Earnings reports from Bank of America and Wells Fargo on Thursday underscored anew the challenges facing big banks as they contend with the oil bust and persistently low interest rates.
Lower earnings at both banks showed how the benefits of increased overall lending to businesses and consumers proved insufficient to counteract the hit from increased reserves for bad oil loans and the drag from low interest rates.
The picture was much the same when JPMorgan, the largest US bank, reported Wednesday a profit fall in the first quarter.
And Bank of America and Wells Fargo executives largely echoed the tone of JPMorgan's chief executive, Jamie Dimon, who dismissed the odds of a US recession and viewed broad increases in lending as a good sign for the world's biggest economy.
"While signs of economic uncertainty remain in the global economy, as well as volatility in capital markets, the US economy, which is the primary driver of Wells Fargo's results, continues to be resilient," said chief executive John Stumpf.
"Our overall view of the American consumer and the US economy is that it is slowly improving," said Bank of America chief financial officer Paul Donofrio.
Shares of Bank of America rose 2.7 percent after it reported an 18.1 percent drop in first-quarter income to $2.2 billion.
Wells Fargo dipped 0.2 percent after reporting a 5.9 percent drop in net income to $5.5 billion.
Bank of America, the second-biggest US bank by assets after JPMorgan, boosted its reserves in case of energy defaults by $525 million to $1 billion, as clients in the oil services and exploration and production sectors continue to struggle with the effects of persistently low oil prices.
BofA actually lowered its overall exposure to the most vulnerable subsectors in petroleum by about $300 million by in some cases writing off loans and in others revising terms of collateral positions, Donofrio said.
BofA has an energy exposure of $21.8 billion, equal to about 2.4 percent of its total loan exposure.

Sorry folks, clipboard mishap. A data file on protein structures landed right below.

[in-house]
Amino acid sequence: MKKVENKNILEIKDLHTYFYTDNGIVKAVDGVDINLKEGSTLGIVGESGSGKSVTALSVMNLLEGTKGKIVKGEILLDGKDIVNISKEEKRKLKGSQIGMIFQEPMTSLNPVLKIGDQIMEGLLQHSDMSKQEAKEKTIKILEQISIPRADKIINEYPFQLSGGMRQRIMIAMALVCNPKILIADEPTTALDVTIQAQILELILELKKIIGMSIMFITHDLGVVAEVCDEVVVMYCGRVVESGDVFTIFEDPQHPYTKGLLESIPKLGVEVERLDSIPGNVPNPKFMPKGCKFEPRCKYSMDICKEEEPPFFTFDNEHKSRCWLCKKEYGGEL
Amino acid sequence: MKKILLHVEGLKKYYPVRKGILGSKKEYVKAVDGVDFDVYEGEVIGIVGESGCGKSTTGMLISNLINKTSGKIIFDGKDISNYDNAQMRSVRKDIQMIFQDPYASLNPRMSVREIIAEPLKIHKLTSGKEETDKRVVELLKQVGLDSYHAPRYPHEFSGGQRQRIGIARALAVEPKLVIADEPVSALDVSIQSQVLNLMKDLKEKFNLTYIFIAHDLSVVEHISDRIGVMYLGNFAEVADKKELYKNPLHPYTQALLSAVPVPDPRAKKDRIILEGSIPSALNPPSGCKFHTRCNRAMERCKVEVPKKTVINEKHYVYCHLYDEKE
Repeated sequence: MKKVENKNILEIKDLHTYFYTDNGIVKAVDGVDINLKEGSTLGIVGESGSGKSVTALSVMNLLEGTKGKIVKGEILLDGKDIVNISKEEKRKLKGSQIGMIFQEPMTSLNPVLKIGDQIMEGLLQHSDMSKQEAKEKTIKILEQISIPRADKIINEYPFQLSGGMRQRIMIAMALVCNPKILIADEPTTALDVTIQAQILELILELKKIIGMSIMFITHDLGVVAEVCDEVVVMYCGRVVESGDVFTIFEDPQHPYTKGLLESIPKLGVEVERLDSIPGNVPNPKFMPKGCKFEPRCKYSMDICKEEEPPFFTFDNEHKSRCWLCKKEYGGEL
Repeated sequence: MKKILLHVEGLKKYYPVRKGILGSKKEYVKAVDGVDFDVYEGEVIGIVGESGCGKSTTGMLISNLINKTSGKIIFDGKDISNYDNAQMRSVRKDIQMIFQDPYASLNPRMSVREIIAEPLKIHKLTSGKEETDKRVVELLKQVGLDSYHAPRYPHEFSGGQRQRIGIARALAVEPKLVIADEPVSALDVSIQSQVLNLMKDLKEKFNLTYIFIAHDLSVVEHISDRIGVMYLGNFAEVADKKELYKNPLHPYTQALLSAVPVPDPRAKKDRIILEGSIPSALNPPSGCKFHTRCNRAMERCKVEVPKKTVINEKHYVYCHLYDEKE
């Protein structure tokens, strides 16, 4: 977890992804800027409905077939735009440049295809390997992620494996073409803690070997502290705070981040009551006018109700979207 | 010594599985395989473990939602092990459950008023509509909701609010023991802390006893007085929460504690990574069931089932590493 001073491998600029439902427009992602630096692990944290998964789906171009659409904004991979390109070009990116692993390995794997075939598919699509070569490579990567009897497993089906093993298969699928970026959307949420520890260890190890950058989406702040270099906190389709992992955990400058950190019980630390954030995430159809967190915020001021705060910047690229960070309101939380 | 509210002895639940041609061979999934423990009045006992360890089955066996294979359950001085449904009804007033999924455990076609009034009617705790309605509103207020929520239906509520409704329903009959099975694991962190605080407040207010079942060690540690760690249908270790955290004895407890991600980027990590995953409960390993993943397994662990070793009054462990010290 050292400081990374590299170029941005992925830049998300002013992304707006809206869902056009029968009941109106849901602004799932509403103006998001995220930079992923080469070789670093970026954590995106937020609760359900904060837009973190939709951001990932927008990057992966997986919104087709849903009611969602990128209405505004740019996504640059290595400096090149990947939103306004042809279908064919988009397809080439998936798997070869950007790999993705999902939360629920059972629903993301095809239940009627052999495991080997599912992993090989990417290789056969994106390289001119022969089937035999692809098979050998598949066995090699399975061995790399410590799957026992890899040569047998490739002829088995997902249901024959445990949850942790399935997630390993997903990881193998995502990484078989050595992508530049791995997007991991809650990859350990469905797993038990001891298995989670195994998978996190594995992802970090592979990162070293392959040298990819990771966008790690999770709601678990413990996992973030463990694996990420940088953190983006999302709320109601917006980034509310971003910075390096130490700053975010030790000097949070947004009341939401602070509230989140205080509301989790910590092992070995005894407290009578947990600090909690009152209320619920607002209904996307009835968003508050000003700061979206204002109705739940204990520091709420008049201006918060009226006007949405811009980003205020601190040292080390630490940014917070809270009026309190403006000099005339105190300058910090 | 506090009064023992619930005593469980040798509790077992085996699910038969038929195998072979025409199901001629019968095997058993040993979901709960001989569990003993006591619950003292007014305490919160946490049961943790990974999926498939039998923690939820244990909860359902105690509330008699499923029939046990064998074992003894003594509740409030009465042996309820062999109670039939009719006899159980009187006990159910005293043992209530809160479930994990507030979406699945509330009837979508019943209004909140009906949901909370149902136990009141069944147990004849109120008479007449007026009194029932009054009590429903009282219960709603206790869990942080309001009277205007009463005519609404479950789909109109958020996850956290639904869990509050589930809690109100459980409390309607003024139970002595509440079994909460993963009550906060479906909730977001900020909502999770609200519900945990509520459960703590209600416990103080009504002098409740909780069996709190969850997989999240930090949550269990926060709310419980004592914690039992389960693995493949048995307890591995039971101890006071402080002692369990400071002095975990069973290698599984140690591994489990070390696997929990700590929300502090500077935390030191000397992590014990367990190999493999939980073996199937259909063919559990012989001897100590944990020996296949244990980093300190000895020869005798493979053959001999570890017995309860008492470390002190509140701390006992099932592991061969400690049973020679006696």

"We feel very good about our reserves," said Donofrio.
At Wells Fargo, the number-three bank, results were negatively hit by an increase of $200 million in reserves in case of bad loans to oil and gas companies, a portfolio that "remains under significant stress due to low prices and excess leverage," said Wells Fargo chief risk officer Mike Loughlin.
Wells Fargo has total oil and gas exposure of $40.7 billion, with $17.8 billion of that in loans outstanding.
Wells Fargo chief financial officer John Shrewsberry said the bank's overall exposure was down $1.3 billion from December due in part to cuts in the size of some of the company's credit facilities after their oil and gas reserves were downgraded due to low prices. Wells Fargo has also tightened oversight of real-estate loans in oil-producing regions, he said.
"We are actively monitoring the impact from the disruption in the oil and gas industry in all areas of our business and we're working closely with all impacted customers," Shrewsberry said.
- Interest rate worries -
Several BofA businesses got a lift from the US Federal Reserve's decision in December to raise its key interest rate for the first time in almost a decade. Net interest income surged by 6.4 percent in consumer banking to $5.2 billion, where deposits and loans jumped.
But those gains were more than offset by a negative $1.2 billion hit in some BofA holdings due to an unexpected drop in long-term interest rates in the wake of the Fed's more cautious stance on interest rates since the December liftoff.
"Markets were volatile and long-term interest rates declined significantly this quarter," Donofrio said. "In quarters like this, revenue is going to be challenged."
Wells Fargo enjoyed a 6.2 percent rise in net interest income to $11.7 billion, as the Fed's December rate boosted results. Total loans jumped about 10 percent from a year ago at $947.3 billion.
But Wells Fargo said its net interest margin, the gap between interest income generated by banks and the amount of interest paid out, fell two basis points from the fourth quarter. The figure is an important benchmark of bank profitability.